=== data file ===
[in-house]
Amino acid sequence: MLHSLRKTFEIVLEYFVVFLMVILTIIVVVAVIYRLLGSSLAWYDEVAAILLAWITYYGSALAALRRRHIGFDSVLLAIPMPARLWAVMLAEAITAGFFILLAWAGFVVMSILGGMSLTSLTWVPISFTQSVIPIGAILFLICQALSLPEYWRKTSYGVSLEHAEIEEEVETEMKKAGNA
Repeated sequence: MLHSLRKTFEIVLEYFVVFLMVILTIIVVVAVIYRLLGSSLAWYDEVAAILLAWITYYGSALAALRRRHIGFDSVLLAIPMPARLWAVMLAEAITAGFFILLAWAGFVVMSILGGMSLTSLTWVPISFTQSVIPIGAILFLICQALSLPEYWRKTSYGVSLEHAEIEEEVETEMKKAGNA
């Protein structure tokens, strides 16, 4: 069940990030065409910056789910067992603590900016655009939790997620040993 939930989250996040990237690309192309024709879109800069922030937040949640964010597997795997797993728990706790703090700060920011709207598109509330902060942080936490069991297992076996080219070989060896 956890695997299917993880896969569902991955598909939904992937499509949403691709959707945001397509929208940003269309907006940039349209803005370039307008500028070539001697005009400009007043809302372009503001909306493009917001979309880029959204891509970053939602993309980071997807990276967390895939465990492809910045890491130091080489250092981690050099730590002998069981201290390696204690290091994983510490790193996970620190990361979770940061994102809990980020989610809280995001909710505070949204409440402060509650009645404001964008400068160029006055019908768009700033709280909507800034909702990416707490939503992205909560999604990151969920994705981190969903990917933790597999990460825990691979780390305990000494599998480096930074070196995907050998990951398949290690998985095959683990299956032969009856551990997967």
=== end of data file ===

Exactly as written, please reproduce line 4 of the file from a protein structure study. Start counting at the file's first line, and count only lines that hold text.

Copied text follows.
């Protein structure tokens, strides 16, 4: 069940990030065409910056789910067992603590900016655009939790997620040993 939930989250996040990237690309192309024709879109800069922030937040949640964010597997795997797993728990706790703090700060920011709207598109509330902060942080936490069991297992076996080219070989060896 956890695997299917993880896969569902991955598909939904992937499509949403691709959707945001397509929208940003269309907006940039349209803005370039307008500028070539001697005009400009007043809302372009503001909306493009917001979309880029959204891509970053939602993309980071997807990276967390895939465990492809910045890491130091080489250092981690050099730590002998069981201290390696204690290091994983510490790193996970620190990361979770940061994102809990980020989610809280995001909710505070949204409440402060509650009645404001964008400068160029006055019908768009700033709280909507800034909702990416707490939503992205909560999604990151969920994705981190969903990917933790597999990460825990691979780390305990000494599998480096930074070196995907050998990951398949290690998985095959683990299956032969009856551990997967």